Whether you support, find yourself wobbling in between or vehemently oppose (like me) the continued occupation of Iraq and the expanded occupation of Afghanistan, odds are you join me in the sentiment that Obama’s newly released $708 billion 2011 defense budget is not only obscene, but also represents a disastrous sense of fiscal priorities considering the current state of America. In fact, I am willing to bet my bottom dollar that if the veils of misinformation were removed, and American political dialogue shifted into the realm of the somewhat logical, most common Americans would agree with that sentiment of obscenity (especially our “fiscally conservative” brethren).
This new budget represents a historic high in military spending, even surpassing President George W. Bush who took us into the margins of the criminally insane with his post September 11th defense budgets. Yes that’s right- our new visionary and “progressive” president is throwing more dollars at the Pentagon than good ole W. In fact Obama’s 2011 budget is the largest proposed defense spending since World War II.
According to the Center for American Progress, this proposed spending represents a 3.4% increase from the 2010 fiscal year baseline defense spending, and an increase of $173 billion (36%) from just five years ago. A new study by The Center for a New American Security puts the numbers in perspective by estimating that after adjusting for inflation, Obama’s new budget is 13 percent higher than the defense budget at the peak of the Korean War, 33 percent higher than at the peak of the Vietnam War, 23 percent higher than at the peak of the Cold War, and 64 percent higher than the Cold War's average. We now comprise close to 47% of global defense spending and around 8 times what China (the second place finisher) is currently spending on defense.
Although past promises from both candidate Obama and President Obama to cut wasteful defense programs, some of the most costly programs are growing. Fred Kaplan breaks it down best in a new Slate article:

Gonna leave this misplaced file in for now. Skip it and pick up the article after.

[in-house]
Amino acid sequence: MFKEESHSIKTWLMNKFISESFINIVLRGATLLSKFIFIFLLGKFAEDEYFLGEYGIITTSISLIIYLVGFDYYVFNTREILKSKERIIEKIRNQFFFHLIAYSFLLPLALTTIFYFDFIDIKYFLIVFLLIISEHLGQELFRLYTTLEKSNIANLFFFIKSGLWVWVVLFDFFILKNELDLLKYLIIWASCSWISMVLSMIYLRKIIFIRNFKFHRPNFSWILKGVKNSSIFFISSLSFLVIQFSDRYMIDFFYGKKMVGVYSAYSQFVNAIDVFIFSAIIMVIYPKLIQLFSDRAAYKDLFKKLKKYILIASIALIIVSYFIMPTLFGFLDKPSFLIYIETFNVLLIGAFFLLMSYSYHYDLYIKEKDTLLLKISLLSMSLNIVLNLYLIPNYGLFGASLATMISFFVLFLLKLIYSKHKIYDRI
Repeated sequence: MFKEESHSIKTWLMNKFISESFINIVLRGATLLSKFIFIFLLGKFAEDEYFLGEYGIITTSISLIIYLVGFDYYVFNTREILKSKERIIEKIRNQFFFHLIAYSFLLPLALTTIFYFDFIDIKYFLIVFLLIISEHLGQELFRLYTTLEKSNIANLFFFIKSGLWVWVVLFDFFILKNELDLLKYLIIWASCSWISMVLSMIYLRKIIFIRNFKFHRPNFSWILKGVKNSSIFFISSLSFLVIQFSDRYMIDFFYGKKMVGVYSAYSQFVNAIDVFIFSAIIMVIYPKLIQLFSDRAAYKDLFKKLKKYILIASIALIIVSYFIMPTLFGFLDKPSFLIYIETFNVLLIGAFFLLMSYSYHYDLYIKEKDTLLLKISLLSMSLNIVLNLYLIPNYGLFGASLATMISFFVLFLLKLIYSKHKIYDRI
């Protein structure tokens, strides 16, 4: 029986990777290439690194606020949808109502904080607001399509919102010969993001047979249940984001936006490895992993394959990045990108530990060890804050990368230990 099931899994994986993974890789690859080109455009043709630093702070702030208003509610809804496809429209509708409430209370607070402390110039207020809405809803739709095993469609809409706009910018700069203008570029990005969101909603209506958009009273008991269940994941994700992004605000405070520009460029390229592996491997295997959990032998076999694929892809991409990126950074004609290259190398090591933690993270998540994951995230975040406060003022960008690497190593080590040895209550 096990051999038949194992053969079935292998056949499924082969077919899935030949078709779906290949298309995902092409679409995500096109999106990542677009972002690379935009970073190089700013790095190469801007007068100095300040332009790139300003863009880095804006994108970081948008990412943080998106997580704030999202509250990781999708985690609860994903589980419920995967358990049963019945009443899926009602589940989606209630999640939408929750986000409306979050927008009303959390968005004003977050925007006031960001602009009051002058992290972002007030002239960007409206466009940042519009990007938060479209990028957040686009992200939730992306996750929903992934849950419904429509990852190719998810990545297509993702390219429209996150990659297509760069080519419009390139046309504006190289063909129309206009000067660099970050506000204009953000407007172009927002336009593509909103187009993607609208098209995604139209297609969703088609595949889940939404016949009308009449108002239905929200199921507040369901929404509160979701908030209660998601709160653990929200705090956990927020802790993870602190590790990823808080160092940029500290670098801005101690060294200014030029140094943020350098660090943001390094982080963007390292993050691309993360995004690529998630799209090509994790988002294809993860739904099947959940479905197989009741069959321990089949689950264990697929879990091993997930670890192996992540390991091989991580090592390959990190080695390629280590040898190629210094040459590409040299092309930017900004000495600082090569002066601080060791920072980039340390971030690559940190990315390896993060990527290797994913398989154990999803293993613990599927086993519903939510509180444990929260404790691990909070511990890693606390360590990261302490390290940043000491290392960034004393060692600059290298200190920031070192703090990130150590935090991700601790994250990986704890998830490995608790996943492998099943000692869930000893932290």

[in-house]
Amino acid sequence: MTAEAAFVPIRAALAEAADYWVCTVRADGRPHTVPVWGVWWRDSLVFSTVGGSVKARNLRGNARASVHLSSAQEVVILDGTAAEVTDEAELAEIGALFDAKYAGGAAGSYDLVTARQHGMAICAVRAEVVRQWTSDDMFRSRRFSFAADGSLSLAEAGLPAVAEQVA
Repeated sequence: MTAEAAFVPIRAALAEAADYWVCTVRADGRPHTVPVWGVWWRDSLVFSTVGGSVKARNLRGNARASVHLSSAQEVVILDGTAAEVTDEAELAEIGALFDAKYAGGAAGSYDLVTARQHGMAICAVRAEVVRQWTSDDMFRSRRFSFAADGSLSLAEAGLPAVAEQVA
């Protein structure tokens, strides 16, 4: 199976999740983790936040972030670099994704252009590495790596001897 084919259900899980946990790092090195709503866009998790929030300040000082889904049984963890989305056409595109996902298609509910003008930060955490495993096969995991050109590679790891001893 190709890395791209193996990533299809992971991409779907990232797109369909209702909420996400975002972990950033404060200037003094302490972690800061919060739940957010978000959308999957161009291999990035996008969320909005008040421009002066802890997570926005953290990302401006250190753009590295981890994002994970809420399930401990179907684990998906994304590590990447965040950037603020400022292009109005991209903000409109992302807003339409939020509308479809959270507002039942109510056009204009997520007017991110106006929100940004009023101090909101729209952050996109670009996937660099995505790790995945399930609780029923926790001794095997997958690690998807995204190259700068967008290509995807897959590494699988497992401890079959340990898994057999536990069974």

“For the most part, the big-ticket weapons programs are on the rise: $25 billion for 10 new ships, including two Virginia-class submarines and two DDG-51 destroyers (to make up for his killing the more "advanced" DDG-1000 last year, perhaps). Gates is requesting another $10 billion on missile defense (a billion more than last year). And he is requesting $11 billion for 43 more F-35 fighter planes.”
Now here’s where I get a little opinionated. For me the new defense budget combined with Obama’s recent announcement to heavily escalate the occupation of Afghanistan, not to mention that continually rolling Iraq deadline and the ever increasing construction of permanent bases throughout the Middle East represents an ominous sign for the climate movement. Whether or not it covers their entire war motive or just a portion, this administration, like past administrations, is continuing to prioritize the geo-political and strategic control of oil and natural gas regions; a signal that these resources will continue to be vital tools in the global political and financial arena. Not exactly a beacon of hope that this administration is planning a full scale transition to real clean energy any time soon. Even fiscally this has serious ramifications- Fred Kaplan again:
“But unless Obama decides to declare victory and pull out of Afghanistan in 2012, actual war costs are going to be substantially more than $50 billion. That means the DoD budget for that year will be substantially larger than $616.4 billion—and the deficit will be larger than whatever the OMB officials are projecting it will be.”
Meanwhile clean energy investment continues to be too little too late. Just to provide a comparison in priorities- according to a recent co-authored report by Breakthrough Institute and Information Technology & Innovation Foundation: